Super Bowl Sunday was never going to be an average day for Cole Fitzgerald, an Eagles fan in the Philadelphia area. He planned to park himself in front of a T.V. to hoot for his home team in the big game.
The 13-year-old found out on Monday that he gets to watch the game in a much more exciting setting: In person, at U.S. Bank Stadium.
An anonymous Twin Cities-area Vikings fan, who won two tickets in a charity raffle, decided to give them to someone who’d have more fun cheering on a favorite team after Philadelphia dashed Minnesota’s hope of a home field Super Bowl appearance. The Twin Cities man found a dedicated Eagles fan in Fitzgerald, a neuroblastoma cancer survivor who has also dealt with hearing loss — a side effect of chemotherapy — and a joint disorder from birth.
Thanks to Minnesota nonprofit Spare Key and other companies and groups, Fitzgerald and his father are getting a surprise, all-expenses-paid trip to Minneapolis for the Eagles’ big day. Fitzgerald was awe-struck Monday when he found out.
“Not many kids in this world have these opportunities,” said Fitzgerald, who lives in Washington Township in southern New Jersey.
Spare Key’s Executive Director Erich Mische called it a “cycle of generosity and kindness that kind of has rippled much further than anybody could have expected it to.”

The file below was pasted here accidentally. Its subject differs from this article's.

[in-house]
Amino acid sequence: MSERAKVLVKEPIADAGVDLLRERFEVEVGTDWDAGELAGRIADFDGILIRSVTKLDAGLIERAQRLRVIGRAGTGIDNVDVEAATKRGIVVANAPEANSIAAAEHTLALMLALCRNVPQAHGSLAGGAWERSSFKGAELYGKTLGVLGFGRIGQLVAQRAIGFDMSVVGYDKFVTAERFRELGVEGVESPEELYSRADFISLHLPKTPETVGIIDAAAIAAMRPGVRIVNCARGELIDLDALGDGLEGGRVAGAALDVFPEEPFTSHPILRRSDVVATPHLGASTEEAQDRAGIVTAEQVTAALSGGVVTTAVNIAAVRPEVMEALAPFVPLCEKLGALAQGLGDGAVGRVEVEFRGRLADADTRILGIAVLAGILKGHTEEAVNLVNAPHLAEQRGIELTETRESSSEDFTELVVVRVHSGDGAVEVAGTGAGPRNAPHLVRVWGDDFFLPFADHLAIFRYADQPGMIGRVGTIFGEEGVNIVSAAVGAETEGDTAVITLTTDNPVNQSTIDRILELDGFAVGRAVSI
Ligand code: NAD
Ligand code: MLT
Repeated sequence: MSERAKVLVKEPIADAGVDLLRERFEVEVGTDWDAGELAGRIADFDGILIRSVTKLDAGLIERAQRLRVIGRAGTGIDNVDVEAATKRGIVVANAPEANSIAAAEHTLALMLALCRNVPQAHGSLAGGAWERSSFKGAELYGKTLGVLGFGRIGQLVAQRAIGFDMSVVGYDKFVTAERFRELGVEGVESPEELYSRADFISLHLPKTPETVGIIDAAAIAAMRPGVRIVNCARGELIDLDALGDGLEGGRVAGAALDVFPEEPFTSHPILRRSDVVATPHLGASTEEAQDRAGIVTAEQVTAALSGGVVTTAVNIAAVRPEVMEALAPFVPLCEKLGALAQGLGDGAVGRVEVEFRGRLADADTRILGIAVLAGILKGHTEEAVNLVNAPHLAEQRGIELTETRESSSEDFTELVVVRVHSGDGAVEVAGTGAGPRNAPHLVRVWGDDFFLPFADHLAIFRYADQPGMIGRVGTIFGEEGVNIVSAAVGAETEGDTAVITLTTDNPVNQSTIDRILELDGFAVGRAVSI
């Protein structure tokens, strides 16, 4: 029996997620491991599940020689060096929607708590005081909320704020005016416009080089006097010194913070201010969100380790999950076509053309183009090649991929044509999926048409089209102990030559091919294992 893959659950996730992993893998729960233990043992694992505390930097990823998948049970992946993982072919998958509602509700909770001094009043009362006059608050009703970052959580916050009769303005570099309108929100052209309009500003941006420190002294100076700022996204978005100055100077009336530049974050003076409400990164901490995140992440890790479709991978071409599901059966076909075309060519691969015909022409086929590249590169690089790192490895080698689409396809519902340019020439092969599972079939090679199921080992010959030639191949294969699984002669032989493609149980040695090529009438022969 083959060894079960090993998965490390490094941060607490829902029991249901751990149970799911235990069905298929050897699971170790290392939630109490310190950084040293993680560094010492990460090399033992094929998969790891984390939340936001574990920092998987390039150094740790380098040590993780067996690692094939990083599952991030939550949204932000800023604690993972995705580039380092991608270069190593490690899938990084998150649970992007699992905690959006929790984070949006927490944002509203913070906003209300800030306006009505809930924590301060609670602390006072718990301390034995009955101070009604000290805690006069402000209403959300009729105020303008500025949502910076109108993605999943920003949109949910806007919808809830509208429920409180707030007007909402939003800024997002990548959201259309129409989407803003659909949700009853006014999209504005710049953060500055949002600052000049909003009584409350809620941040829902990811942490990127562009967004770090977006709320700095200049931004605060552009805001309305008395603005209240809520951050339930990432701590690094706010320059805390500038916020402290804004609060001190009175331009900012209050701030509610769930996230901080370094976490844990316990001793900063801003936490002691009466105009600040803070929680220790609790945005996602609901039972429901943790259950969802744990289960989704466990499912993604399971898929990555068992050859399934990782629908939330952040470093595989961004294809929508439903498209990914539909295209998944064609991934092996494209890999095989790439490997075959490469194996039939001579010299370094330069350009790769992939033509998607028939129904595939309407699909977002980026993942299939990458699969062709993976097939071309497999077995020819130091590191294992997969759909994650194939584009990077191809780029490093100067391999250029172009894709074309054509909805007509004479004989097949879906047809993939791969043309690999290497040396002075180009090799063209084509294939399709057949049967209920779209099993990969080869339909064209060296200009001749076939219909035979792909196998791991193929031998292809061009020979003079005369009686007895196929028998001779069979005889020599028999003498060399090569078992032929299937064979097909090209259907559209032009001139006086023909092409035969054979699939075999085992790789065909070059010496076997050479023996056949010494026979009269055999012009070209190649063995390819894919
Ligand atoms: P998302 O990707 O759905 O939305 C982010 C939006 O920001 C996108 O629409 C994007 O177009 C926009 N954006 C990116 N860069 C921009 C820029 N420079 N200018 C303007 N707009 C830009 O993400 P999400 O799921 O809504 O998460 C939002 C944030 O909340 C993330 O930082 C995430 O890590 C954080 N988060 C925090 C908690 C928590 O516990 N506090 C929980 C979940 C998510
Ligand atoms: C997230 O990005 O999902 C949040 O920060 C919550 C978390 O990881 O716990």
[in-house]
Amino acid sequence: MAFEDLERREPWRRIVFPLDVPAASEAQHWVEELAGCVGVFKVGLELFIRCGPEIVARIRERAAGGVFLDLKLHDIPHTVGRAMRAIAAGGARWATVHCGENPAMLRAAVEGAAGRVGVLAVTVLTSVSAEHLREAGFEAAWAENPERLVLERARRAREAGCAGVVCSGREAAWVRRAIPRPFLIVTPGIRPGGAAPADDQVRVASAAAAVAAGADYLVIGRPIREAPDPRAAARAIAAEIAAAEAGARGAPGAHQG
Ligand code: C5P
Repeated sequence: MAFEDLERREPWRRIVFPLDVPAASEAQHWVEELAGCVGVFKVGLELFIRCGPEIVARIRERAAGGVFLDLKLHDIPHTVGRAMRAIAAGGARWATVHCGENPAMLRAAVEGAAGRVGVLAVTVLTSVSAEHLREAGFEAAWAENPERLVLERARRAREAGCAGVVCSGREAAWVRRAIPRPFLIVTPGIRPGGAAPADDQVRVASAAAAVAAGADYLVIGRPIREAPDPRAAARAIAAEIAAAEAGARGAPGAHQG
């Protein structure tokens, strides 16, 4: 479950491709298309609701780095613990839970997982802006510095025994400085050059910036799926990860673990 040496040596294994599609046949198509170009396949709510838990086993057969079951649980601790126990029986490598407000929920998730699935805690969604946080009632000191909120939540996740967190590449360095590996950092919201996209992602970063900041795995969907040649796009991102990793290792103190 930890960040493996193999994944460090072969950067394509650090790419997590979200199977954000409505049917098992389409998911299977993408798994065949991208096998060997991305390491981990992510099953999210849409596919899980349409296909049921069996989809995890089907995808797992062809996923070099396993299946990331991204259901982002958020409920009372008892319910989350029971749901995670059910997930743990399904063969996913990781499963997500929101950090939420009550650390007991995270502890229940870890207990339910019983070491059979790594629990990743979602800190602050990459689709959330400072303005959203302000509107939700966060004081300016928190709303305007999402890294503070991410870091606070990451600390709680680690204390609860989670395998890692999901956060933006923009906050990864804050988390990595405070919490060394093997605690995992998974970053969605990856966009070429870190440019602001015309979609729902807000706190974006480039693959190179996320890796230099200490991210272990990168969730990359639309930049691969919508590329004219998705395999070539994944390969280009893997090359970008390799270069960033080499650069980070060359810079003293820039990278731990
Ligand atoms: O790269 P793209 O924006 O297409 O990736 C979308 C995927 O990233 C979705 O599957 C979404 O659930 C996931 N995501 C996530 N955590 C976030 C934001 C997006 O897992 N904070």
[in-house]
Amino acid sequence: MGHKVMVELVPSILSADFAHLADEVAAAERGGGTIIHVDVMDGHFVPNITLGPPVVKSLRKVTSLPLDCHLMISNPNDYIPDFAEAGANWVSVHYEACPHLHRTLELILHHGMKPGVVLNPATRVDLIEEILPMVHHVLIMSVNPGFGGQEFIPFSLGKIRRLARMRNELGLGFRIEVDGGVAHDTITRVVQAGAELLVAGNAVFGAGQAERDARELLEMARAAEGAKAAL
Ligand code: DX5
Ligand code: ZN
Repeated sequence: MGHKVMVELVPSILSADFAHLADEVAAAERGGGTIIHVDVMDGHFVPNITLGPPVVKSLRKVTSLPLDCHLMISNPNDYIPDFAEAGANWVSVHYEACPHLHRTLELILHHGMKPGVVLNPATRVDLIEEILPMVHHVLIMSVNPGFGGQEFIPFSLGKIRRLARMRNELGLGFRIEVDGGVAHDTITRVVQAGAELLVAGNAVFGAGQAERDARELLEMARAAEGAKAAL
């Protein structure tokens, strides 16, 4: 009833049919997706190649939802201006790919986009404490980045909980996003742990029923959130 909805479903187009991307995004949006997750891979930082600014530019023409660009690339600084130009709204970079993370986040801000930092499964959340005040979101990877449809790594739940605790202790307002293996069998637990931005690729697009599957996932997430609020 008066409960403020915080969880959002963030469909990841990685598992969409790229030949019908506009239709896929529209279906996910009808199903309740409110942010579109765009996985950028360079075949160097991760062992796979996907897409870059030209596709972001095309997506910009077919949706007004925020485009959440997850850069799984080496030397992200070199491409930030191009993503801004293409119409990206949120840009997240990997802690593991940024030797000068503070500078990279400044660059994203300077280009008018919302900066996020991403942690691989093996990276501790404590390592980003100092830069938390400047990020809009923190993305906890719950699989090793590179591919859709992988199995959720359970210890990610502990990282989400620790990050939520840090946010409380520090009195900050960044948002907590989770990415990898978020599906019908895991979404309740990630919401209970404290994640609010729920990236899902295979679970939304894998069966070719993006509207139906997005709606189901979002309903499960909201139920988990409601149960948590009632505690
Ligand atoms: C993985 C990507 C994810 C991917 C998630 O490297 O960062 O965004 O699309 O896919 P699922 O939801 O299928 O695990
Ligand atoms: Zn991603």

The tickets started at Klein Bank, which donated them to Spare Key. The local Vikings fan won them on Jan. 19 — two days before the Vikings lost to the Eagles. But the fan, who Mische said wanted to remain anonymous, made up his mind: If the Vikings weren’t in the big game, he wanted the Super Bowl seats to go to a fan of either of the two final teams.
So the fan found Fitzgerald, and the community gathered around to help. Delta Air Lines pitched in round-trip airfare for the father and son. Country Inn and Suites near the Mall of America donated a hotel stay. The Timberwolves and Minnesota Wild provided tickets to each of their games.
Spare Key, Mische said, helps families similar to the Fitzgeralds, by giving families with sick or injured children grants to help with housing payments. The giving will continue after the game: Spare Key raised $43,000 in the raffle of the Super Bowl tickets.
The Eagles united the Fitzgerald family, and much like the game, helping Cole was a team effort, his father Bill Fitzgerald said.
Cole Fitzgerald has been featured in Philadelphia news stories for reaching for his goals and not letting his past illness hold him back. He dreams of being on an NFL team’s staff, and is already a team manager on his junior high school’s football team. He’s an avid sports fan, and also cheers for the Philadelphia Phillies and the Flyers.
He and his father arrive in the Twin Cities Friday to a jam-packed schedule: an airport greeting, a ride in a Tesla, a Super Bowl pregame party and then the big game itself. Altogether, Mische said, the trip is probably a $20,000 to $25,000 experience.
Cole has long wished for the Eagles to win the Super Bowl, his father said, adding that his son wishes the Vikings better luck next year.
Bill Fitzgerald said it’s moving to know there are great people at home and “in other communities as well that are willing to share even when their own hearts have been broken.”